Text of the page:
Marketing degrees are generally focused on accomplishing two primary goals: Gaining leadership or management skills and knowledge, and obtaining education in specialized areas of marketing. There are several types of master’s degree available, such as a Master of Science (MS) in marketing or a Master of Business Administration (MBA) with a marketing concentration. Either degree will help with professional advancement, though the MBA might be better suited for advancements involving management responsibility.
Most master’s level marketing programs allow significant curriculum tailoring to meet each student’s needs. Some of the core classes in a master’s level marketing degree program include:
Brand Management Students will learn various brand strategies ranging from brand creation to profiting more effectively from a brand.
- Assessing the effectives and value of a particular brand
- Ability to create and take advantage of a new brand
- Familiarity with commonly faced branding decisions
Analysis of marketing in international markets.
- Understanding the differences between marketing in the United States and abroad
- Knowing how to handle cultural and ethical issues when marketing internationally
- Identification of fundamental issues key to marketing successfully overseas
The fundamental principles, theories and concepts of big data are taught in this class. Students will also learn how to implement big data practices to better reach out to consumers.
- Understanding the various big data technologies and methods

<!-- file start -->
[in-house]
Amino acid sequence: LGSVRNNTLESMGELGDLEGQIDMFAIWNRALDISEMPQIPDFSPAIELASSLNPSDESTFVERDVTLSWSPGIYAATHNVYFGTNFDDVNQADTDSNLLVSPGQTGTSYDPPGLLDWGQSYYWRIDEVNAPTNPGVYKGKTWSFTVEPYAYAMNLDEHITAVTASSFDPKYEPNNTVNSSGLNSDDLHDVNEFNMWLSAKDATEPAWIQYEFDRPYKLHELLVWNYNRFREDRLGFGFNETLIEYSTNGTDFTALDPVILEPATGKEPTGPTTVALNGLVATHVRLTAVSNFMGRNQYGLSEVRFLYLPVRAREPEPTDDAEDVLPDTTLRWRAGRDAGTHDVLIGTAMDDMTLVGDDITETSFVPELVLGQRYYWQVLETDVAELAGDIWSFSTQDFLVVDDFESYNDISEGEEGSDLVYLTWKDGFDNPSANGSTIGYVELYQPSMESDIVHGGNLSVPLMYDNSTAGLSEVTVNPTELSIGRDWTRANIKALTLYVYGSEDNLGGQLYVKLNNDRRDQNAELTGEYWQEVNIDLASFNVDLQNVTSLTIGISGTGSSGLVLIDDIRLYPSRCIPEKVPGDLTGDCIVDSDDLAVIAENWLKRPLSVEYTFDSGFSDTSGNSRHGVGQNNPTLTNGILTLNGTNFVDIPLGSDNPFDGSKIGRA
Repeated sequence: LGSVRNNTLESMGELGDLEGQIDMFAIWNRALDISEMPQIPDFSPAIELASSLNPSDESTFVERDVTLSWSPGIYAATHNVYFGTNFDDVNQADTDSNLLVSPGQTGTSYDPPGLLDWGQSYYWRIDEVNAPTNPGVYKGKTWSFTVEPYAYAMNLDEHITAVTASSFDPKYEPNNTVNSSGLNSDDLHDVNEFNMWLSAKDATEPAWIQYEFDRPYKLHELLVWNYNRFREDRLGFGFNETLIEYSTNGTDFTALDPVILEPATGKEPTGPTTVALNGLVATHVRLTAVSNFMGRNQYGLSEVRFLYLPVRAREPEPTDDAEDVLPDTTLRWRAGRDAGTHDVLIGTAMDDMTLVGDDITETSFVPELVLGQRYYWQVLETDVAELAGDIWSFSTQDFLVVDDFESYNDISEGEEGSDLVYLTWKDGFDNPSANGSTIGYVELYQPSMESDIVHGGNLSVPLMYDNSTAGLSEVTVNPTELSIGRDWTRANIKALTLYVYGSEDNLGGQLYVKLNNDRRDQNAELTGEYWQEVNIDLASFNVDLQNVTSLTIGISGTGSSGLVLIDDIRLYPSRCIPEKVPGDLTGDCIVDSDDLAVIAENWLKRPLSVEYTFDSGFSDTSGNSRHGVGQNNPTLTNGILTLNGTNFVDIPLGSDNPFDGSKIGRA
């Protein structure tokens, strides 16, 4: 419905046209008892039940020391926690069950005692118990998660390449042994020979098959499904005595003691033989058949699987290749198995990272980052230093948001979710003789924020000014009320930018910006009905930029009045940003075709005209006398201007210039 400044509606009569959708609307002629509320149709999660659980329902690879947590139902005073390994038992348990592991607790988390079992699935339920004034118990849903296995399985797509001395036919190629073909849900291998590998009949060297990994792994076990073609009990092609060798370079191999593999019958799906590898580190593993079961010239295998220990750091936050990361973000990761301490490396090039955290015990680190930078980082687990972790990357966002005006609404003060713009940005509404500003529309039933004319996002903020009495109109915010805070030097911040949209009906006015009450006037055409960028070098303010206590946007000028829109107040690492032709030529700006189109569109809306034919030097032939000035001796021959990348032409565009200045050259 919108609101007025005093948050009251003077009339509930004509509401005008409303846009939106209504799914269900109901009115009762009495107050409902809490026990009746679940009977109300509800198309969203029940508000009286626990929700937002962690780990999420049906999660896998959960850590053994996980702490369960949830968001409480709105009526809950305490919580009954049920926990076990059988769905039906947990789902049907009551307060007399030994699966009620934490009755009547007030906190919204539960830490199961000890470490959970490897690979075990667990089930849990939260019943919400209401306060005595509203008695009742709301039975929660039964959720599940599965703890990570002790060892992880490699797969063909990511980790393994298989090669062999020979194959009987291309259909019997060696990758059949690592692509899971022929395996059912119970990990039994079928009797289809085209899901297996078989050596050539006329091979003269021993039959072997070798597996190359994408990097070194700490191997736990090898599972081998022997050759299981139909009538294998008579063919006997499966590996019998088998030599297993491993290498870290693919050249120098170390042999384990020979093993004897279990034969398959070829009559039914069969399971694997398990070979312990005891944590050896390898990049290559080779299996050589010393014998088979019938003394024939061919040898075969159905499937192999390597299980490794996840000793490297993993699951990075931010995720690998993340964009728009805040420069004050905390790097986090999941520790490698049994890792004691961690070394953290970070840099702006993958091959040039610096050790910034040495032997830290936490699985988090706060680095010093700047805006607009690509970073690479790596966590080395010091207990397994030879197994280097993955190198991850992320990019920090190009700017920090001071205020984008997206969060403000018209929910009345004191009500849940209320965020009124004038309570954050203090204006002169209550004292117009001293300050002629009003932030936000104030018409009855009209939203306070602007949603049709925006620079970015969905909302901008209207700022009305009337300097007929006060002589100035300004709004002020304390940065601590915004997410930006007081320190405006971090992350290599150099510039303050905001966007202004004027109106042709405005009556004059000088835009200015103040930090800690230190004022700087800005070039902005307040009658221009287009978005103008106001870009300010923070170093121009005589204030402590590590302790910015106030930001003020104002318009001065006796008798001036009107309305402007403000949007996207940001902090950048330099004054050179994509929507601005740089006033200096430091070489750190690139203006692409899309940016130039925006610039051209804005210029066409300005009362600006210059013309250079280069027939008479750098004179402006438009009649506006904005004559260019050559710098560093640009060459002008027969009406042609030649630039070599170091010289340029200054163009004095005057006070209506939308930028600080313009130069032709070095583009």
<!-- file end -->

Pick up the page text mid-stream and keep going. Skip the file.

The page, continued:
- Knowing how to analyze information gleaned from big data
- Create prediction models to anticipate consumer behavior
PhD Degree in Marketing
The Doctor of Philosophy is the highest educational training an individual can get in marketing. While it may be prestigious, it’s not for everyone. Many upper level leadership or management positions do not require a PhD degree. However, if an individual seeks to teach at the college level, or wants to focus on marketing research, a PhD makes sense.
Most PhD programs take between two and four years to complete, though some might take longer, depending upon the time necessary to complete the dissertation. Some courses found in many PhD programs include:
Students will receive an overview of quantitative methods used in marketing as well as conduct their own original research.
- Familiarity with existing quantitative research theories and data
- How to design and conduct original quantitative marketing research
- Ability to design a study to answer a particular marketing question
Consumer Behavior Research
An overview of current and past research into consumer behavior will be provided in this course.
- Understanding of established consumer behavioral theories
- Knowledge of consumer emotions, objectives and mindset
- Techniques and methods for conducting consumer behavior research
Decision Making Behavior
This courses looks at the psychological basis for human choices.
- Application of psychological concepts to understanding consumer behavior
- Knowing the underlying motivations of particular consumer choices
- Identification of various psychological principles such as heuristics, bias and context and how they apply to judgment decisions